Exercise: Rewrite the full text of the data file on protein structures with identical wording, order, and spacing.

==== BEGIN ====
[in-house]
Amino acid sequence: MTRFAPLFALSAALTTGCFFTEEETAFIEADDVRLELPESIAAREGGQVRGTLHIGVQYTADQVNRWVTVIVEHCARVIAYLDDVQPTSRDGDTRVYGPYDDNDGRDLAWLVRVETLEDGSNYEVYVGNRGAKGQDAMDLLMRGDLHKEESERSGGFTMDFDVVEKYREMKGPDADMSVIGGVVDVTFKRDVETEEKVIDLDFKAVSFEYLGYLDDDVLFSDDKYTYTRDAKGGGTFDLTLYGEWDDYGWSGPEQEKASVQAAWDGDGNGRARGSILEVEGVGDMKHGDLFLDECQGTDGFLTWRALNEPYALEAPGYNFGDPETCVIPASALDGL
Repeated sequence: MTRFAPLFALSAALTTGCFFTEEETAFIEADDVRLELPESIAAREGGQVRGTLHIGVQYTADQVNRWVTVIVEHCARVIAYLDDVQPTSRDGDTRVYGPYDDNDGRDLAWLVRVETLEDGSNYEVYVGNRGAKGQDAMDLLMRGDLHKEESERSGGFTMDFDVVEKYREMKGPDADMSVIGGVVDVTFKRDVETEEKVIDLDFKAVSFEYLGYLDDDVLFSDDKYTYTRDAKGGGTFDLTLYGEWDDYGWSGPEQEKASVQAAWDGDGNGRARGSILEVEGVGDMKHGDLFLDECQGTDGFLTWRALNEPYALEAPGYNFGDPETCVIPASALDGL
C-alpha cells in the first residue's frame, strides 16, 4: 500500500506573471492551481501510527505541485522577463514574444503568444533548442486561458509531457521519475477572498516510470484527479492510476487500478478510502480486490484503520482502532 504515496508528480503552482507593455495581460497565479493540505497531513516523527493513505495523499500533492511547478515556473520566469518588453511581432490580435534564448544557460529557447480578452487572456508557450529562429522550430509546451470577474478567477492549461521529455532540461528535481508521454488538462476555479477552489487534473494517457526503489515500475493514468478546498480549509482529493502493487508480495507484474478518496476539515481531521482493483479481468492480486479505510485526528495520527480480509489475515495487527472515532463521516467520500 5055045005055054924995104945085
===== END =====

[in-house]
Amino acid sequence: MTRFAPLFALSAALTTGCFFTEEETAFIEADDVRLELPESIAAREGGQVRGTLHIGVQYTADQVNRWVTVIVEHCARVIAYLDDVQPTSRDGDTRVYGPYDDNDGRDLAWLVRVETLEDGSNYEVYVGNRGAKGQDAMDLLMRGDLHKEESERSGGFTMDFDVVEKYREMKGPDADMSVIGGVVDVTFKRDVETEEKVIDLDFKAVSFEYLGYLDDDVLFSDDKYTYTRDAKGGGTFDLTLYGEWDDYGWSGPEQEKASVQAAWDGDGNGRARGSILEVEGVGDMKHGDLFLDECQGTDGFLTWRALNEPYALEAPGYNFGDPETCVIPASALDGL
Repeated sequence: MTRFAPLFALSAALTTGCFFTEEETAFIEADDVRLELPESIAAREGGQVRGTLHIGVQYTADQVNRWVTVIVEHCARVIAYLDDVQPTSRDGDTRVYGPYDDNDGRDLAWLVRVETLEDGSNYEVYVGNRGAKGQDAMDLLMRGDLHKEESERSGGFTMDFDVVEKYREMKGPDADMSVIGGVVDVTFKRDVETEEKVIDLDFKAVSFEYLGYLDDDVLFSDDKYTYTRDAKGGGTFDLTLYGEWDDYGWSGPEQEKASVQAAWDGDGNGRARGSILEVEGVGDMKHGDLFLDECQGTDGFLTWRALNEPYALEAPGYNFGDPETCVIPASALDGL
C-alpha cells in the first residue's frame, strides 16, 4: 500500500506573471492551481501510527505541485522577463514574444503568444533548442486561458509531457521519475477572498516510470484527479492510476487500478478510502480486490484503520482502532 504515496508528480503552482507593455495581460497565479493540505497531513516523527493513505495523499500533492511547478515556473520566469518588453511581432490580435534564448544557460529557447480578452487572456508557450529562429522550430509546451470577474478567477492549461521529455532540461528535481508521454488538462476555479477552489487534473494517457526503489515500475493514468478546498480549509482529493502493487508480495507484474478518496476539515481531521482493483479481468492480486479505510485526528495520527480480509489475515495487527472515532463521516467520500 5055045005055054924995104945085